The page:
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Published: Sunday, 9/8/2013 - Updated: 1 year ago

TOLEDO MAGAZINE

Victory at Sea — Again

15 tall ships recreated the Battle of Lake Erie in the open water

BY MATT MARKEY
BLADE OUTDOORS EDITOR
The Pride of Baltimore II, right, portraying the US Brig Caledonia, leads the US Brig Niagara through a flotilla of boats during the re-enactment of the Battle of Lake Erie. The Pride of Baltimore II, right, portraying the US Brig Caledonia, leads the US Brig Niagara through a flotilla of boats during the re-enactment of the Battle of Lake Erie.
THE BLADE/ANDY MORRISON Enlarge | Buy This Photo

PUT-IN-BAY, Ohio – As a group of 15 tall ships recreated the Battle of Lake Erie in the open water northwest of here on Monday, the wind puffed out their sails and the smoke of carronade fire at times made them look like apparitions cutting through the robust chop on the lake.

The complex re-enactment, which was staged while more than 2,000 private boats formed a massive, bobbing spectator ring around the battle area, was an extremely ambitious undertaking. The historical record of Commodore Oliver Hazard Perry’s stunning victory over the British fleet formed the script for the event, which highlighted a lengthy bicentennial celebration that drew more than 50,000 visitors here to South Bass Island.

“The focus has been on the history of this great naval battle, so staying as true to the history as possible was important,” said Grant Bredeson of Cornwall, Ont., a member of the professional crew that manned the U.S. Brig Niagara in the battle sequence. “Nobody does this kind of thing anymore, so it is great to be a part of it, and to see so many people interested in this piece of history.”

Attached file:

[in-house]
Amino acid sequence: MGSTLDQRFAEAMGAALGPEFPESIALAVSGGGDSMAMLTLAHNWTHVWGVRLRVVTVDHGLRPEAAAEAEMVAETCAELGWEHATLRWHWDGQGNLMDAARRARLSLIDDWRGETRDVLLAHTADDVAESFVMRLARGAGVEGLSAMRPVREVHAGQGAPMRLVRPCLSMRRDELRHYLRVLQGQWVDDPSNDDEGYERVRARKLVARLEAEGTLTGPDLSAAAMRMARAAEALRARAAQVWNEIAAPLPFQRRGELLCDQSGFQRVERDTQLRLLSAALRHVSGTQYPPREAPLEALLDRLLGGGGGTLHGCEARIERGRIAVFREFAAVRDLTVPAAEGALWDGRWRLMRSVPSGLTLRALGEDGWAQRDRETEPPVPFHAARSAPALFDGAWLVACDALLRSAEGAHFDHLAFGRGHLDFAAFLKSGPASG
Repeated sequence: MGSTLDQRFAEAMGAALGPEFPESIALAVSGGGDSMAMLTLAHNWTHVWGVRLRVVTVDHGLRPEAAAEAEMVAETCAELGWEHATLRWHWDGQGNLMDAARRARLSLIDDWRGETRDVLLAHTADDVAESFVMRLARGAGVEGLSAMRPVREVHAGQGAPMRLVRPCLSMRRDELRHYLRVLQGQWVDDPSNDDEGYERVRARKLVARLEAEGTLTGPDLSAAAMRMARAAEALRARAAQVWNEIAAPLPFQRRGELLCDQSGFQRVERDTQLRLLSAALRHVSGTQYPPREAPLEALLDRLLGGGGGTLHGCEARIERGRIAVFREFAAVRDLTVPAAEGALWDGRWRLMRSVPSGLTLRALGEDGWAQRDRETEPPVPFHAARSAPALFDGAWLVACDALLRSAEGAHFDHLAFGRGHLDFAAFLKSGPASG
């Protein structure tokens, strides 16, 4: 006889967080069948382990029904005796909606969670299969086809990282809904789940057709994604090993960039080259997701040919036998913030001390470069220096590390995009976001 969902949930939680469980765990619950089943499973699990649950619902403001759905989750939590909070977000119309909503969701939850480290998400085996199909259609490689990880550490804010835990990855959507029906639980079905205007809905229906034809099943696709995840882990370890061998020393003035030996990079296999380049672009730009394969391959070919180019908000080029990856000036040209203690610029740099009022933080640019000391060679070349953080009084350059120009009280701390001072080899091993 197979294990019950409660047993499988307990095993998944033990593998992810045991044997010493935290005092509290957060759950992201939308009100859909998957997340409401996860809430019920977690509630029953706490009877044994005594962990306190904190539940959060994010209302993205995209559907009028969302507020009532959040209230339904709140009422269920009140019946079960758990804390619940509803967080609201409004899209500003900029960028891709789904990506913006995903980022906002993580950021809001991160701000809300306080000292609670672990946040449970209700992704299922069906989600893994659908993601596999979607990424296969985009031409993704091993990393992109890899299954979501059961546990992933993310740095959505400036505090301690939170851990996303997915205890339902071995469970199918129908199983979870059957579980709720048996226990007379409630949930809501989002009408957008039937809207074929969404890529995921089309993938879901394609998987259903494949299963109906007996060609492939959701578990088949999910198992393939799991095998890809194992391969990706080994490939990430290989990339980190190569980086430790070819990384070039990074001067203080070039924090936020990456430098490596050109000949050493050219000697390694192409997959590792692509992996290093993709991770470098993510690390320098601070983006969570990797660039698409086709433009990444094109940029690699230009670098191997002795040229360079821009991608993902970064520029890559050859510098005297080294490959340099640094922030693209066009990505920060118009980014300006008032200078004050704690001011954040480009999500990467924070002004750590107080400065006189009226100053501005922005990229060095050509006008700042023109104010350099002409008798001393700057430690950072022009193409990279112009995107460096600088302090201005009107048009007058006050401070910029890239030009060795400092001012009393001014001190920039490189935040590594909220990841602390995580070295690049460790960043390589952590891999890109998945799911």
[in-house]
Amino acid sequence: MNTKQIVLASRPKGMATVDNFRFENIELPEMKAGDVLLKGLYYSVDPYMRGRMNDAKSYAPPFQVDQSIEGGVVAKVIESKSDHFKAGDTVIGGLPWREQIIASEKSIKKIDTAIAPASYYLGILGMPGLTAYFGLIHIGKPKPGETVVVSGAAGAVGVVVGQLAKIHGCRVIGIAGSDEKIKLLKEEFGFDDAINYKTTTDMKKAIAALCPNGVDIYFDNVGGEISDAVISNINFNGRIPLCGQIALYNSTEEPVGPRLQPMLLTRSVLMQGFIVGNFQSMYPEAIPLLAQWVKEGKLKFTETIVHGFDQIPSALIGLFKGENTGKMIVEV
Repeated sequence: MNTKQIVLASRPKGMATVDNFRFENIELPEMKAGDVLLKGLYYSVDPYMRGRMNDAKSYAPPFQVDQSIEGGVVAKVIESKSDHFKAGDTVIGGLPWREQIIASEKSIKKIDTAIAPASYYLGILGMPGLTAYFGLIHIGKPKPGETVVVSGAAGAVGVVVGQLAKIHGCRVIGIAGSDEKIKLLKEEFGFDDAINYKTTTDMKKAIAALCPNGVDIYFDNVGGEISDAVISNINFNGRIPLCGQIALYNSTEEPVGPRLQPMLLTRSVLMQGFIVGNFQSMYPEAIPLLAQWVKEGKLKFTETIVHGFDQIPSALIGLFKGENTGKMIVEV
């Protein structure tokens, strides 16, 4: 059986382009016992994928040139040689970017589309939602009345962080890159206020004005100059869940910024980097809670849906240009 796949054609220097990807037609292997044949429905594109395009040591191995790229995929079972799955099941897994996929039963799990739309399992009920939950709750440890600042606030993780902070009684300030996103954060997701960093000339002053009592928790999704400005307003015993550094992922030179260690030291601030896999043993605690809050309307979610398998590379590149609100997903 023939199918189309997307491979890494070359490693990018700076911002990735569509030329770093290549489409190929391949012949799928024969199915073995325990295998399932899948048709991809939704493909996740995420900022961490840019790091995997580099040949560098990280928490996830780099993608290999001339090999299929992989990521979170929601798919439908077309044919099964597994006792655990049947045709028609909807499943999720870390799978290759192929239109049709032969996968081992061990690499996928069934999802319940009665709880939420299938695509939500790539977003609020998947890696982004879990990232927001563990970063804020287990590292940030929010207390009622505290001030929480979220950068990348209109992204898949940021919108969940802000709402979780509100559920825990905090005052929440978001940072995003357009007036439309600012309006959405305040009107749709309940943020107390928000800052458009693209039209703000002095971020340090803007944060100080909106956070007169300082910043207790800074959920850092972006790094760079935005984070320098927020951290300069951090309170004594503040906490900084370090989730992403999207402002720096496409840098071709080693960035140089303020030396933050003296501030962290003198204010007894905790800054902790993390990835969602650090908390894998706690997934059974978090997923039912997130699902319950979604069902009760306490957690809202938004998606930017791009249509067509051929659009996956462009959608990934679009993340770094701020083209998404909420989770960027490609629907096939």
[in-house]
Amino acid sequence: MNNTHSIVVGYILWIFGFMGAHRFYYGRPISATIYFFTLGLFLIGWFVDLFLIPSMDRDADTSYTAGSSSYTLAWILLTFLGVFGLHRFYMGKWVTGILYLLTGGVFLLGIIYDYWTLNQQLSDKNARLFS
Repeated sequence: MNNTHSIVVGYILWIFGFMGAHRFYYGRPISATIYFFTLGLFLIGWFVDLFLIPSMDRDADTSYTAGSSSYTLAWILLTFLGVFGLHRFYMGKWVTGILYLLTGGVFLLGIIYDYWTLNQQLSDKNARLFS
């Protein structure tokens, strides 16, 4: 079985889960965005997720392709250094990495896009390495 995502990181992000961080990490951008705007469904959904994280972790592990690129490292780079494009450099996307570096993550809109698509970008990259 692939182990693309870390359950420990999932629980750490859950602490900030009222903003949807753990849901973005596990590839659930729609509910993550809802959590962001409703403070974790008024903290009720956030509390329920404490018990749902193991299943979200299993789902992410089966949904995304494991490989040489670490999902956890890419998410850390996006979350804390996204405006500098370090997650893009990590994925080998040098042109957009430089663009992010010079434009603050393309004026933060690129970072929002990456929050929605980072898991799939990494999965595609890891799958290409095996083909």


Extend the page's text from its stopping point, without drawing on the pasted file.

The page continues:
In the actual battle 200 years ago, there was considerable chaos and destruction on the water as the American and British vessels battered each other with repeated volleys at short range, and close to 70 men were killed, and a couple hundred more were wounded.

Sailors work on the Sorlandet, which portrayed the HMS Detroit. Sailors work on the Sorlandet, which portrayed the HMS Detroit.
THE BLADE/ANDY MORRISON Enlarge | Buy This Photo

Monday’s re-enactment included the key sequence when Commodore Perry left what would have been his heavily damaged flagship the brig Lawrence, and took a small boat to the brig Niagara, raised his "Don’t Give Up The Ship" flag and rejoined the battle. With the wind in his favor, Commodore Perry quickly won the surrender of the entire British fleet.

But for Bert Rogers, executive director of the Rhode Island based Tall Ships America who was here for the re-enactment, the event did much more than commemorate Commodore Perry’s victory.

“This was painstakingly researched and done the right way,” said Mr. Rogers, whose organization promotes the use of vintage sailing craft. “Certainly this was a pivotal event in the war, and also in the evolution of the U.S. Navy. And the re-enactment was staged to reflect a time when these vessels were at the peak of their historical relevance. Obviously, this event really resonated with the people of this region.”

The bicentennial celebration included a lengthy fireworks show that painted the evening sky above the bay the night before the re-enactment.

“From start to finish, this was an amazing event,” said Oliver Hazard Perry Lloyd, a direct descendant of the commodore who was on board Niagara for the battle sequence.. “So many people really cared about what took place here 200 years ago.”

Contact Blade outdoors editor Matt Markey at: mmarkey@theblade.com or 419-724-6068.



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